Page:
Taxing trusts solely based on grantor residence is now unconstitutional in Minnesota

On July 18, 2018, the Minnesota Supreme Court ruled in Respondents v. Commissioner of Revenue that taxing trusts in perpetuity only based on the test that the grantor was a Minnesota resident while the trust became irrevocable is unconstitutional. This decision supports the ruling decided by the Minnesota Tax Court almost exactly one year ago. Moreover, this decision follows similar logic in cases heard in Pennsylvania, New York, and Illinois.

If you are not familiar with Fielding v. Commissioner of Revenue and Respondents v. Commissioner of Revenue, learn more by clicking here.

Alliance Trust Company of Nevada is hosting a panel discussion on the Fielding case and its impacts on August 27, 2018, in Minneapolis, MN. Click here to learn more.

Current Definition of a Resident Trust In Minnesota

Until now, Minnesota had to look back over two decades when designating a trust as a Minnesota resident.

Two common scenarios designate a trust as a Minnesota resident.

  1. A non-grantor trust typically created by a will of a decedent domiciled in Minnesota at the time of death.
  2. An irrevocable trust in which the grantor was a Minnesota resident when the trust became irrevocable.

The Commissioner of Revenue utilized the second scenario when taxing the Fielding gains in 2014. The grantor, Reid MacDonald lived in Minnesota when the four trusts became irrevocable in 2011 as planned when the trusts were established in 2009.

Fielding’s Winning Arguments

In 2014, one of the four trustees, Fielding, sold stocks from the trust realizing substantial gains. Within the current law, the Minnesota Department of Revenue collected taxes on the gains under protest.

Fielding takes his protest to the Minnesota Tax Court. Fielding’s Reasoning For Protest

  • Three of four beneficiaries lived outside of Minnesota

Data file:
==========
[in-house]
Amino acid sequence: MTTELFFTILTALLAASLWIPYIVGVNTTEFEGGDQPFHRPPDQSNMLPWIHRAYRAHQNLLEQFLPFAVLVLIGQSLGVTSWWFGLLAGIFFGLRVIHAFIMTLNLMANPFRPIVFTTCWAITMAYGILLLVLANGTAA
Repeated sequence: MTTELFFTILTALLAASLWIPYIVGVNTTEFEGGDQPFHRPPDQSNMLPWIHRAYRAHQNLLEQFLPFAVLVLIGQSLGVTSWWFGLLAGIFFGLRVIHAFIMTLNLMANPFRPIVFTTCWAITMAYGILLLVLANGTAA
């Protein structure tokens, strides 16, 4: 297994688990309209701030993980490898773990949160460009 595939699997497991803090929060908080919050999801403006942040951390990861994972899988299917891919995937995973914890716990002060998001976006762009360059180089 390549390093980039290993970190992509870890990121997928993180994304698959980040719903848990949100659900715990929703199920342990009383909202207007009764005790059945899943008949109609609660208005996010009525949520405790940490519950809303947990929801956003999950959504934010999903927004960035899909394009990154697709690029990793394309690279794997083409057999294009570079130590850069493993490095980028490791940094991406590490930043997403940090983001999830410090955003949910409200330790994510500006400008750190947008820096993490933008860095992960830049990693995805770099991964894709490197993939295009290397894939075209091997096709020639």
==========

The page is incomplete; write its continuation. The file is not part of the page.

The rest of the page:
• The trust’s investment accounts were administered in California
  • None of the trustees lived in Minnesota
  • The trust records were not located in Minnesota

However, on the sole basis that the grantor lived in Minnesota when the trusts became irrevocable, Minnesota collected taxes on the gains of the trusts.

Fielding won his case in the Minnesota Tax Court.

The Minnesota Department of Revenue appealed, and the case landed in the Minnesota Supreme Court, but Fielding wins again.

How will the Minnesota Department of Revenue and the Minnesota Legislature react to losing Respondents v. Commissioner of Revenue?

While the timings of any rulings and enactment of statutes is uncertain, we may speculate on what’s to come.

We reached out to our Minnesota network for insight.

Bill Lunka, with SALT Partners, a state and local tax consulting firm in Minnesota. Mr. Lunka told us that, “It is likely that the Department would respond to the Fielding decision by proposing legislation to overcome the constitutional defects in the current law. He said that “The Minnesota Legislature could change the definition of resident trust that would look to the location of the trustees and/or beneficiaries as a basis for determining whether a trust’s income is taxable in Minnesota during any given year.”

Mr. Lunka also noted that if Minnesota goes down the path of determining a trust’s residency based on the location of the trustees he thinks many trustees will, if possible, make the decision to move the trustees outside Minnesota.

At Alliance Trust Company of Nevada, we will closely monitor how the Fielding case impacts Minnesota resident trusts as new legislation materializes. It will be advantageous for many to evaluate their “Minnesota trusts” ensuring they are in a situs allowing the greatest tax and protection benefits.

Alliance Trust Company of Nevada is hosting a panel discussion on the Fielding case and its impacts on August 27, 2018, in Minneapolis, MN. Click here to learn more.

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